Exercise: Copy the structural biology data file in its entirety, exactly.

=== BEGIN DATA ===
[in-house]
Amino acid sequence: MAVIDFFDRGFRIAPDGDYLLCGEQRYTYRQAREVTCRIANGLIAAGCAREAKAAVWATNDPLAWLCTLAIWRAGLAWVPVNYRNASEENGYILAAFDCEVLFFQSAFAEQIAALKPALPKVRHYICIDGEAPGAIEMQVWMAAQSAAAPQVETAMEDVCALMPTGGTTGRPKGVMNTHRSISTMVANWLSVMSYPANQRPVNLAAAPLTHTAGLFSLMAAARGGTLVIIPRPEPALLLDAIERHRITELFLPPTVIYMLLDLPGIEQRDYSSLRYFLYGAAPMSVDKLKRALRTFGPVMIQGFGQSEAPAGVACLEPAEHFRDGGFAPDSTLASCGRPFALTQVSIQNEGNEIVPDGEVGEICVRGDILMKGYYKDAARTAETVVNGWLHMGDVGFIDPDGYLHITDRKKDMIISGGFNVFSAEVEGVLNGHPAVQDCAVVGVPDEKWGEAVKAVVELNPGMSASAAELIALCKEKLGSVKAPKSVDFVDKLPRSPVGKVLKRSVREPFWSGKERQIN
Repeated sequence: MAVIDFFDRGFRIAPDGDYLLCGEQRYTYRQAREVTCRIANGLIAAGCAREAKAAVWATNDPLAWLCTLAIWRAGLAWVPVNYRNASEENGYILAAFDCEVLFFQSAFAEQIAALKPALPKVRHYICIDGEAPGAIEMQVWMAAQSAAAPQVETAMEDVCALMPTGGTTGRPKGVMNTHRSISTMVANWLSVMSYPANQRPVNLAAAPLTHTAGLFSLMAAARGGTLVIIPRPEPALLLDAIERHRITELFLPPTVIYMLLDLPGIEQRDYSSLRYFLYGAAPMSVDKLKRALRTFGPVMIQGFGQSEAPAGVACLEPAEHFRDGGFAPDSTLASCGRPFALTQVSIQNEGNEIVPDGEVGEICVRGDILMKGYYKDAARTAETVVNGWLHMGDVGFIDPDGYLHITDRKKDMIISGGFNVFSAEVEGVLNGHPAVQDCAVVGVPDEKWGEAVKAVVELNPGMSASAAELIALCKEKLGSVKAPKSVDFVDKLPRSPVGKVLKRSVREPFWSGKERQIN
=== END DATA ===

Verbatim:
[in-house]
Amino acid sequence: MAVIDFFDRGFRIAPDGDYLLCGEQRYTYRQAREVTCRIANGLIAAGCAREAKAAVWATNDPLAWLCTLAIWRAGLAWVPVNYRNASEENGYILAAFDCEVLFFQSAFAEQIAALKPALPKVRHYICIDGEAPGAIEMQVWMAAQSAAAPQVETAMEDVCALMPTGGTTGRPKGVMNTHRSISTMVANWLSVMSYPANQRPVNLAAAPLTHTAGLFSLMAAARGGTLVIIPRPEPALLLDAIERHRITELFLPPTVIYMLLDLPGIEQRDYSSLRYFLYGAAPMSVDKLKRALRTFGPVMIQGFGQSEAPAGVACLEPAEHFRDGGFAPDSTLASCGRPFALTQVSIQNEGNEIVPDGEVGEICVRGDILMKGYYKDAARTAETVVNGWLHMGDVGFIDPDGYLHITDRKKDMIISGGFNVFSAEVEGVLNGHPAVQDCAVVGVPDEKWGEAVKAVVELNPGMSASAAELIALCKEKLGSVKAPKSVDFVDKLPRSPVGKVLKRSVREPFWSGKERQIN
Repeated sequence: MAVIDFFDRGFRIAPDGDYLLCGEQRYTYRQAREVTCRIANGLIAAGCAREAKAAVWATNDPLAWLCTLAIWRAGLAWVPVNYRNASEENGYILAAFDCEVLFFQSAFAEQIAALKPALPKVRHYICIDGEAPGAIEMQVWMAAQSAAAPQVETAMEDVCALMPTGGTTGRPKGVMNTHRSISTMVANWLSVMSYPANQRPVNLAAAPLTHTAGLFSLMAAARGGTLVIIPRPEPALLLDAIERHRITELFLPPTVIYMLLDLPGIEQRDYSSLRYFLYGAAPMSVDKLKRALRTFGPVMIQGFGQSEAPAGVACLEPAEHFRDGGFAPDSTLASCGRPFALTQVSIQNEGNEIVPDGEVGEICVRGDILMKGYYKDAARTAETVVNGWLHMGDVGFIDPDGYLHITDRKKDMIISGGFNVFSAEVEGVLNGHPAVQDCAVVGVPDEKWGEAVKAVVELNPGMSASAAELIALCKEKLGSVKAPKSVDFVDKLPRSPVGKVLKRSVREPFWSGKERQIN